We rank 'em. You react. That's how the Daily List rolls.
7/16/2008 01:04:00 PM
Top Five Moments in Shea History
Was "Rocky V" really necessary?
By Richard Deitsch, SI.com
With Billy Joel playing the last two concerts at Shea Stadium this week -- titled "The Last Play at Shea" -- we thought the time was right to offer SI.com's top five moments in Shea Stadium history:
1. Oct 16, 1969: The Miracle Mets captured the franchise's first World Series title with a 5-3 win over the Baltimore Orioles. Here's how New York Times writer Joseph Durso had it the following day: "The Mets entered the promised land yesterday after seven years of wandering through the wilderness of baseball."
2. Oct. 25, 1986: Another miracle. Down to their last out, the Mets rallied with three straight singles, a wild pitch, and a Mookie Wilson grounder toward Bill Buckner. You know the rest.
3. Sept. 21, 2001: After a pregame tribute to the victims who died in the World Trade Center attacks, Mike Piazza hit an eighth inning, game-winning homer against Atlanta to lift the Mets to victory in a game that marked baseball's return to the city for the first time since the terrorist attacks. Said Piazza afterward: "I'm just so happy I gave the people something to cheer. There was a lot of emotion. It was just a surreal sort of energy out there. I'm just so proud to be a part of it tonight."
4. Dec. 29, 1968: The Jets advanced to Super Bowl III with 27-23 win over the Raiders in the American Football League Championship. Quarterback Joe Namath tossed three touchdowns. Two weeks later, Namath and Co. shocked the world with a 16-7 win over the Colts.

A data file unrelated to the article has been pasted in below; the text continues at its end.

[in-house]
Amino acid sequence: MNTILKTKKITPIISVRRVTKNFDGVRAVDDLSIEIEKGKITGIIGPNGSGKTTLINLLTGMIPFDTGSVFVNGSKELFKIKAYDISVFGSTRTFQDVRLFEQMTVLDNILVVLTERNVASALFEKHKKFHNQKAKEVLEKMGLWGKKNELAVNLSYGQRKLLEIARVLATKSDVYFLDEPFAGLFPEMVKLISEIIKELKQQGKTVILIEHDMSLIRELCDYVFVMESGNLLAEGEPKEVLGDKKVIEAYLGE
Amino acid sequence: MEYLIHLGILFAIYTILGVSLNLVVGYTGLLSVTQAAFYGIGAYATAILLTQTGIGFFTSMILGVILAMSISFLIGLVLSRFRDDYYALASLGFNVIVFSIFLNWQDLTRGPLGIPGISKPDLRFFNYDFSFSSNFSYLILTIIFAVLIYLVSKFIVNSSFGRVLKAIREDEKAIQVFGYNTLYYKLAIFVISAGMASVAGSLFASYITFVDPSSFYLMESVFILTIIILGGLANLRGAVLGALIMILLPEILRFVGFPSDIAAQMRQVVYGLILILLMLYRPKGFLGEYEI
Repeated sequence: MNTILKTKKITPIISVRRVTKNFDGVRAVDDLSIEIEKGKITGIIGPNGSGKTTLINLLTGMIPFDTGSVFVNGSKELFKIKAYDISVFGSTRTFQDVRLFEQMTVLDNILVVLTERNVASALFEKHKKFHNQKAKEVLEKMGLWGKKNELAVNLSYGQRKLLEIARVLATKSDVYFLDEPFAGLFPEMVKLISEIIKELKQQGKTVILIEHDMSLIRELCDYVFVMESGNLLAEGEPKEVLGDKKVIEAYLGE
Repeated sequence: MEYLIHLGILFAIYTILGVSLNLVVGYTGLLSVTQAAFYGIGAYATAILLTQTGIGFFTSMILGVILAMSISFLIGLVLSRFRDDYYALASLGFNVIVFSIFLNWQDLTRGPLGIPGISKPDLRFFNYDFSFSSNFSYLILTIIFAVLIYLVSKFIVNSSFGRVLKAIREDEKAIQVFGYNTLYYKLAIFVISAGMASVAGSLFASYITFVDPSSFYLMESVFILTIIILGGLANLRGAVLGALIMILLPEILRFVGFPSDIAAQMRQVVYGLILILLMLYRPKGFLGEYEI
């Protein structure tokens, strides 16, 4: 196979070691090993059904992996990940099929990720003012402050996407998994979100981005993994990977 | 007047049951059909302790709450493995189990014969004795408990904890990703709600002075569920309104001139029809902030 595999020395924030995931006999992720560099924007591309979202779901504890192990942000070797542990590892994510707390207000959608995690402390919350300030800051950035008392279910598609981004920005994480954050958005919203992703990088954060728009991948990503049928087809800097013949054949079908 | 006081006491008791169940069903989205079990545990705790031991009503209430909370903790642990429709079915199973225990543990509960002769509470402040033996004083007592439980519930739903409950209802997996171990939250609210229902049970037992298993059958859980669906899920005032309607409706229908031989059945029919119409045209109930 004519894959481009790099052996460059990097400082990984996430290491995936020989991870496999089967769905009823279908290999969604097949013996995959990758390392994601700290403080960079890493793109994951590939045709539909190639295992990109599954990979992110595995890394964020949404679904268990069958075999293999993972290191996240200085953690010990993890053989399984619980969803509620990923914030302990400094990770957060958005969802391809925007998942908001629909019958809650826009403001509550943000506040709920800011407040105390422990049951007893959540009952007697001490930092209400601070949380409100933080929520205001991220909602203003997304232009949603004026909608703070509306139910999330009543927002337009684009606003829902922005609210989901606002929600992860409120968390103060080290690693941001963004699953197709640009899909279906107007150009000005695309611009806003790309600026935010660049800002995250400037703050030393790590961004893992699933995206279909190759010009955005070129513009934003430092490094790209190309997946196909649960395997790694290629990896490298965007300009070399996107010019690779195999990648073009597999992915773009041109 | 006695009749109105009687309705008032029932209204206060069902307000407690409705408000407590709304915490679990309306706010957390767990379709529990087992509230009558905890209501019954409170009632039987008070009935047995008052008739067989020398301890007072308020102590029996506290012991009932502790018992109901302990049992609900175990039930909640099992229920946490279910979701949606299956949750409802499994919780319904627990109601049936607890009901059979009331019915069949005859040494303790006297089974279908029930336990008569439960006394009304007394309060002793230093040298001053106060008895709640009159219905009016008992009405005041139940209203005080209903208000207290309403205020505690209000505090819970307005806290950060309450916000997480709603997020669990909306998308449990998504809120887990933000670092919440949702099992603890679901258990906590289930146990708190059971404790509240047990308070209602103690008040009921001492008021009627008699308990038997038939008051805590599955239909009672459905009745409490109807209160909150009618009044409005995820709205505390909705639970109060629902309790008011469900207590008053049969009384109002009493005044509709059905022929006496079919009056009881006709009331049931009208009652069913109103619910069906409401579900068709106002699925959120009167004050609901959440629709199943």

5. Aug 15, 1965: Meet the Beatles: The lads from Liverpool were at their Beatlemania heights when they played thir first U.S. concert in front of 53,275 at Shea. It was the first U.S. concert to be held at a major outdoor stadium and set records for attendance and revenue.
Honorable Mention: Oct 12 & 13, 1982: The Who and The Clash perform on back-to-back nights
Pretty accurate list, though for sheer drama it's hard not to have Game 6 of the 1986 series as #1. Game 5 of the 1969 series wasn't as intense. Anyway, I still think game 6 in 86 should be referred to as 'the Bob Stanley' game. Your next list should be those who should be remembered as goats, but aren't.
I remember the Jets AFL championship game... the late recovery of a lateral, that was run back for what would have been a TD (couldn't avance them back then) and the DB then heaving the ball into the elated stands.
I wopuld have to include Tom Seaver's near perfect game on July 6th, 1969. Jimmy Qualls of the Cubs singled with one out in the ninth to break up the perfect game. Everyone was cheering and crying for Tom.
The game showed that the Mets could compete with the division leading Cubbies and it was a turning point to make their move on the Cubs on their way to the World Championship.